In other words, my Tide account allows to pay and receive money in the UK, but not internationally – i.e I could not receive money from abroad, nor pay, which was a slightly annoying problem…
In my quest to find a good SME bank account, I therefore tried the new Transferwise for Business that seemed to offer exactly what we were looking for, a borderless account with 4 different accounts in multiple currencies.
– Onboarding: all good, Transferwise has the on boarding we expect from modern banking
– Integration with Xero: No integration with Xero yet when we registered
– Modern user interface: Great simple interface
– International payments: Yes, with 4 different currencies.
So I thought I had found the perfect solution, until I accessed my Transferwise account, and realised that the Transferwise borderless accounts were not that borderless… They were actually accounts in different currencies, but still national accounts – so the GBP account could only receive money from the UK, the USD account from the US, and still no international payments… Who would have thought it was so complex to receive money in a FIntech world?
Going through my list of my favourite Fintech startups, I decided to open an account with Revolut Business. Having had the experience with Transferwise, I asked Revolut’s support about IBAN accounts, to which they said yes, no problem.
And so here is my experience with Revolut:
– Onboarding: just like other Fintechs, frictionless onboarding, no problem
– Integration with Xero: No integration with Xero yet when we registered, but on their roadmap
– Modern user interface: No problem, very good
– International payments: Yes, with IBAN
Being a big fan of Revolut, I was therefore quite keen to receive our first Revolut international payment, and that’s where we stumbled onto a big problem…
Revolut does offer an IBAN, but this is a pooled account. In other words, for a client to send us money, they have to send money to Revolut’s IBAN, add our reference in the message, and Revolut will transfer the money to our account. Why is it a problem? The problem is that instead of sending us the money like this:
– Bank : XYZ
– Account Number: 12345678
– Account Holder: CFTE
Our client would have to send the money like this:
– Bank : XYZ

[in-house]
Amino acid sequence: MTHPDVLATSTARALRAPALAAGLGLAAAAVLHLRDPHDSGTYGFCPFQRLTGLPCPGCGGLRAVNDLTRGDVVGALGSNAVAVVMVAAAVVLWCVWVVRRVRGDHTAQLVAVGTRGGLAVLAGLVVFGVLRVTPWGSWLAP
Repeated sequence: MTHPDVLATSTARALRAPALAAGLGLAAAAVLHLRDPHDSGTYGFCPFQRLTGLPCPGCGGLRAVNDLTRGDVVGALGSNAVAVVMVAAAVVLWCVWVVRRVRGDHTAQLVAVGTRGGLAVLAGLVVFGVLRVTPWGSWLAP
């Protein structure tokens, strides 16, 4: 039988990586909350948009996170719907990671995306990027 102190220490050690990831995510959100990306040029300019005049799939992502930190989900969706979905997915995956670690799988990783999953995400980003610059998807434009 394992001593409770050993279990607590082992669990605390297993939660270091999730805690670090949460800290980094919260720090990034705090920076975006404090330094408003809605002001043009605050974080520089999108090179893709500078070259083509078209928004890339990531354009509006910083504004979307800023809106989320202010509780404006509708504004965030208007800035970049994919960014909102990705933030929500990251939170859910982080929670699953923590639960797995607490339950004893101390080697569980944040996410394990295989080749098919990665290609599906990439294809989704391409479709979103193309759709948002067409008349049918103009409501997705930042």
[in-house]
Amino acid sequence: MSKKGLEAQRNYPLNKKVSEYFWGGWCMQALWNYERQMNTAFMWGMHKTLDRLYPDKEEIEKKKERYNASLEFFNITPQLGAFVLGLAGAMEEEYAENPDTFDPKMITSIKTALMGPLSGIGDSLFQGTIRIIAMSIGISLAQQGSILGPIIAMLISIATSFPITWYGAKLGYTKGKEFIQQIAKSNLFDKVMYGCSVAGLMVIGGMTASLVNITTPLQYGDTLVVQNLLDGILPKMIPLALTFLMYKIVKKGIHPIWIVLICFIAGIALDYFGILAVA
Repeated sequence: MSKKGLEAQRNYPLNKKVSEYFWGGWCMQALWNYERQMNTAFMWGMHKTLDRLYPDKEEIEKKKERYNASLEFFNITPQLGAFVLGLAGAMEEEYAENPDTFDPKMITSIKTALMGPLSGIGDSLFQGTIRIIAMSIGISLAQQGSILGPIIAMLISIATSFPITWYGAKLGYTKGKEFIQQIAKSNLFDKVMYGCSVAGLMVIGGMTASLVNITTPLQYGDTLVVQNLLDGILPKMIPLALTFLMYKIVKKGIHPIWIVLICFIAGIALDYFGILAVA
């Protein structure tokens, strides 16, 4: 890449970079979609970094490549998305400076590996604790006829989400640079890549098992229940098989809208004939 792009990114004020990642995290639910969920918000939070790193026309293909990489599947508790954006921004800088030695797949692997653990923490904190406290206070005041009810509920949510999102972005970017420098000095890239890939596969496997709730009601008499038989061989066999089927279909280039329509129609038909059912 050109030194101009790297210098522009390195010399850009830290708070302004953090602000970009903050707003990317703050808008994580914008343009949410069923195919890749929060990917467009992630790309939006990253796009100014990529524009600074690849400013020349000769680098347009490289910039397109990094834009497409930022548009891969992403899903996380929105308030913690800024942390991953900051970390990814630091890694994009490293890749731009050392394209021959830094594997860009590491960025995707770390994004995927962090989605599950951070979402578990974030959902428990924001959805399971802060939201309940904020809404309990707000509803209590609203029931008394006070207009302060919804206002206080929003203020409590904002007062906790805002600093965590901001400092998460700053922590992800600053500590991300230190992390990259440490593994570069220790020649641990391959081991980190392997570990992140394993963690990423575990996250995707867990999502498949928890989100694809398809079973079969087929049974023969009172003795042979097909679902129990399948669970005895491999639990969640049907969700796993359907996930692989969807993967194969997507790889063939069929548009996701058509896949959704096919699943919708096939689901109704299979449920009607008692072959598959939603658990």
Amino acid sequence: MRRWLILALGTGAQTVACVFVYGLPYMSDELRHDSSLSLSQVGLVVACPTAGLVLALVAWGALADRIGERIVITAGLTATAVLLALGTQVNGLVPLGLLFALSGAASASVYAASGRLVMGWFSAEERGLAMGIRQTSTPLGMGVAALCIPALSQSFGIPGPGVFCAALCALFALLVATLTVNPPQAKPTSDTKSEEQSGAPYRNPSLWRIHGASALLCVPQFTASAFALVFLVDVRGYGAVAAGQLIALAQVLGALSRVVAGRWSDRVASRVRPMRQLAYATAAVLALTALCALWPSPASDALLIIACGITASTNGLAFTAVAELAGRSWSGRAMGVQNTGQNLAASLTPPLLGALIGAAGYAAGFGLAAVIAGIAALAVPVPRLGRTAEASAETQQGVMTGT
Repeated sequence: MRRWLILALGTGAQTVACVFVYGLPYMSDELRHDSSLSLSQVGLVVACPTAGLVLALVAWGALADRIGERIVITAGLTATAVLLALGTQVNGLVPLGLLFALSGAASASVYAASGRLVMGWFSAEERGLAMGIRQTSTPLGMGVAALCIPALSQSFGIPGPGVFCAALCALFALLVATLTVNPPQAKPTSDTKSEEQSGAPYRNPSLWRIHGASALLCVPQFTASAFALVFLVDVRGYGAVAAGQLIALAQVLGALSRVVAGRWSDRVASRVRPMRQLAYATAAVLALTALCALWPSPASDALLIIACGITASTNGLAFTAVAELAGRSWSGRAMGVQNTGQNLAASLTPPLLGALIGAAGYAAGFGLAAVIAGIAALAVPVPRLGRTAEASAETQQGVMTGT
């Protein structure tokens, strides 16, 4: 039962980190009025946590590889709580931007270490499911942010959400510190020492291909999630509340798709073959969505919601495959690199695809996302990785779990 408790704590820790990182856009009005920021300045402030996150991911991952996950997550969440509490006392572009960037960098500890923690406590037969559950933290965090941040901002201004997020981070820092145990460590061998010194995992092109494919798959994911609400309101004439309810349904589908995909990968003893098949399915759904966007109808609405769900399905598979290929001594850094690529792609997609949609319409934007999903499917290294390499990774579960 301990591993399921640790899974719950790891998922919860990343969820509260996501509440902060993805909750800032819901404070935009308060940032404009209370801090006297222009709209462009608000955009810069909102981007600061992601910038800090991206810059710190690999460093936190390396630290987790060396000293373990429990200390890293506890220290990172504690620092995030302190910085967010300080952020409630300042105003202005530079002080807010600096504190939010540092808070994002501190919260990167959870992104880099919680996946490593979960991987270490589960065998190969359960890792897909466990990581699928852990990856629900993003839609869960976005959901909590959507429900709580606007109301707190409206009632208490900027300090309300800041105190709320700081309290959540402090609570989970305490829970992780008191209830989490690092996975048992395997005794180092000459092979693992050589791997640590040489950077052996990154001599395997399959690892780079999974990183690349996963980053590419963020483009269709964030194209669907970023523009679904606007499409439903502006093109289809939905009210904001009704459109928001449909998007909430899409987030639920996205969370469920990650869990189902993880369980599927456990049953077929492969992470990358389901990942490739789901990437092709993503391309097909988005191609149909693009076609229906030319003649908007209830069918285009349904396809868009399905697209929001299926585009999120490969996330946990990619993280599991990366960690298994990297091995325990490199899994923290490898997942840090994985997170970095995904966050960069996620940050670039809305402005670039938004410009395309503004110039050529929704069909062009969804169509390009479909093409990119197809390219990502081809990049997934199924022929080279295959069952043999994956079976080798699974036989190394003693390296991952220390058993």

– Account Number : 12345678
– Account Holder: Revolut
– Message : ABCDE (a code that identifies our account with Revolut)
And that some clients needed to have the same beneficiary account as the company they signed the contract with, i.e. CFTE and not Revolut.
I had of course anticipated this issue, and had asked Revolut if they could provide individual IBAN accounts, and not pooled accounts – which they do. I therefore asked them to open an individual IBAN account for CFTE, and they asked us to send our bank statements for KYC. We sent them our Tide statements, and they refused! Because Tide is not a bank, but has an e-money license. In other words, we could only have a unique IBAN account with Revolut if we already had an account with a bank…
In conclusion, I haven’t found a way to receive international payments from a Fintech startup. Since one of TDG’s projects is to set up a bank, I can clearly understand some of the issues that they’re facing, and getting the pipes of banking right is less easy than it seems.
When I opened my account with Tide, I was confident I could find a Fintech account with a modern UI, great features, and simple onboarding, and I was right. But I hadn’t anticipated that a basic feature of banking such as “receive international payments” would be so difficult to find.
As of today, I haven’t found the ideal SME bank yet – it might be out there, so don’t hesitate to PM me if you know the dream SME account. In my opinion, the ideal account should get the banking right – like HSBC – and the tech right – like Tide, Transferwise or Revolut. In other words, a FinTech account…
In all cases, it shows that even in a big market like SMEs, and despite the arrival of many great startups in the last few years, there is still a huge untapped market. In my opinion, SME banking will be one of the most interesting opportunities in the next few years, and my experience shows that competition is only just starting…
If you want updates on Disruptive Finance and Fintech: